Tag Archives: world

The Majesty of Kuala Lumpur

When I was younger I watched a movie with Sean Connery and Catherine Zeta-Jones called Entrapment.  There was a part in the film where they went to Kuala Lumpur to steal something from the Petronas Twin Towers.  The first time I laid eyes on that tower in the film, I knew that one day I wanted to see those towers in person.  Years later, my desire came true!

I landed at the KLIA 2 airport which was built specifically for Air Asia to accommodate their traffic needs.  While the airport itself is great, it is a bit far from central K.L.  Plenty of options are available however to get to the center of the City, including taxis, trains and buses.  The bus (cheapest option to the city) took about an hour to drop us off at the K.L. Sentral (that’s not a typo, that’s how they spell ‘Central’).  It was quite a scenic trip to the City and honestly I was surprised how hilly surrounding K.L. was.  From there, numerous trains and skyrails were available to take one to any corner of the city.

I had pre-booked (so unlike me, I know!) a little B&B about a kilometer from the towers called The Orange Pekoe for several nights while I awaited my next flight out to Indonesia.  While they did provide great directions on how to get to the B&B from K.L. Sentral, for some reason I ended up getting a little lost once on foot.  I’m just going to blame it on being shell-shocked after coming from a sleepy and chill city to the booming energy of K.L., and of course on the heat of the day as well!  Long story short, though I did wander in the wrong direction several times for about a half hour, I finally found my way (i.e. I stopped and asked for directions) to The Orange Pekoe.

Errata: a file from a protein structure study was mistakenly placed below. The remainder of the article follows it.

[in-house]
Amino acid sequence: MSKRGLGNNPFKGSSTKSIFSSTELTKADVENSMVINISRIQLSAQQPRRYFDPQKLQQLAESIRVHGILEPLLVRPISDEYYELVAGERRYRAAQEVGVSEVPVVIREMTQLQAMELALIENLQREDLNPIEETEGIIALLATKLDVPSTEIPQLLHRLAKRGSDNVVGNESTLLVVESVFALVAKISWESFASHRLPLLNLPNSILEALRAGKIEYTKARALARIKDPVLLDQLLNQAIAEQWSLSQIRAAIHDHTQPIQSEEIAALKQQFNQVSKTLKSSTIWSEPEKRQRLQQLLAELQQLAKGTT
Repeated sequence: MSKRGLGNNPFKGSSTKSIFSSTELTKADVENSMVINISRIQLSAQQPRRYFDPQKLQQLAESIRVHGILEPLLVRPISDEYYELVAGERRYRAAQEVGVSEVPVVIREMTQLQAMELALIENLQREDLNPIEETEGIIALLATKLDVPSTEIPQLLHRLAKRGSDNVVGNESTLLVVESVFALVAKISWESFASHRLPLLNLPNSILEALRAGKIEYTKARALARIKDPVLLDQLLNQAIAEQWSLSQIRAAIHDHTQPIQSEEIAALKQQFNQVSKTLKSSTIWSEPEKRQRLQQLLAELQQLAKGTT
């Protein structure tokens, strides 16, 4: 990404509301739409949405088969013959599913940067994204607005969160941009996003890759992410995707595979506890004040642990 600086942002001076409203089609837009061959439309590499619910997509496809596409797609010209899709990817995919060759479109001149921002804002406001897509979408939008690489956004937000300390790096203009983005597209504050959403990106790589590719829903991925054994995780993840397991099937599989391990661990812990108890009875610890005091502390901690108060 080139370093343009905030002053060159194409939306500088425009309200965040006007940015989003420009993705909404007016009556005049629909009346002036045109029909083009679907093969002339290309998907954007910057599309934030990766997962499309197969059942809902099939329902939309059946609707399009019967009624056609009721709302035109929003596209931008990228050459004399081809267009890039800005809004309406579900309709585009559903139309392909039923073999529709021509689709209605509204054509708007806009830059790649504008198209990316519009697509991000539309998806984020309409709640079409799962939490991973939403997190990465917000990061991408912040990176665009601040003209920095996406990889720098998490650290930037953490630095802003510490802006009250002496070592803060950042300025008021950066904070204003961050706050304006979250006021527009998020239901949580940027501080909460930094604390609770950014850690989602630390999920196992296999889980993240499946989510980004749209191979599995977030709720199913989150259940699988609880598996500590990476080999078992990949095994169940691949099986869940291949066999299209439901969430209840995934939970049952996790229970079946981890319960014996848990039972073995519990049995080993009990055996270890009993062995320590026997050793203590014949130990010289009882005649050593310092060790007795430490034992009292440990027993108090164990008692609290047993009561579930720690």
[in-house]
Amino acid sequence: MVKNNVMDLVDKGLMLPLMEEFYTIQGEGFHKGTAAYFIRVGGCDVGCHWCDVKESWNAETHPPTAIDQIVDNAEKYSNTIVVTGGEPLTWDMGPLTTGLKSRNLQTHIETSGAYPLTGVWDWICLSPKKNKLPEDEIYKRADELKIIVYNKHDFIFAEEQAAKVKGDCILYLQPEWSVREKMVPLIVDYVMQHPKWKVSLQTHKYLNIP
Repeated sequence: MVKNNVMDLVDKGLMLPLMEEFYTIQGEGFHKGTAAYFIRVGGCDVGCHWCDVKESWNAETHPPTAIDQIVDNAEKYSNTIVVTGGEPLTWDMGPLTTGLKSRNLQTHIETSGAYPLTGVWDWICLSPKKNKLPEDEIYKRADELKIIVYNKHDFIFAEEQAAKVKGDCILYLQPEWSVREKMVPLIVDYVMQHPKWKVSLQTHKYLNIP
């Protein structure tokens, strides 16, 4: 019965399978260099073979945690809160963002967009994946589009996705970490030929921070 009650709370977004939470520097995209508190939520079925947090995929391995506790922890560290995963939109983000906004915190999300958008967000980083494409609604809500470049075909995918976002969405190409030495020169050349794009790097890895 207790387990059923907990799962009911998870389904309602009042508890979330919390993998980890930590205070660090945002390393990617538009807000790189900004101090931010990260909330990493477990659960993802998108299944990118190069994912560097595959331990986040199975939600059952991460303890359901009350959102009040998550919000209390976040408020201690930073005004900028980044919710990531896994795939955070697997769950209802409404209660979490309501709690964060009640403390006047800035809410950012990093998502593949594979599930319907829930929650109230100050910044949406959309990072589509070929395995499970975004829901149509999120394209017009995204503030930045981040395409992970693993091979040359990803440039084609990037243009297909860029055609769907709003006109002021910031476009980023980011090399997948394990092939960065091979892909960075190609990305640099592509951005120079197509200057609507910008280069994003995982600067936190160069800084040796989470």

The B&B is located in a partly residential, partly small business street of K.L. and is so obscured that I probably never would have noticed it had I not been looking for it!  While the room was a teeny bit on the dirty side, the rest of the charms of the place made one feel at home.  The staff were really helpful and friendly, and the breakfasts, while basic, were filling and satiating.  Overall I couldn’t complain about the place at all, especially considering its distance from the Towers.  It was perhaps only a 300 meter walk to the covered skywalk that led directly into the heart of the Towers.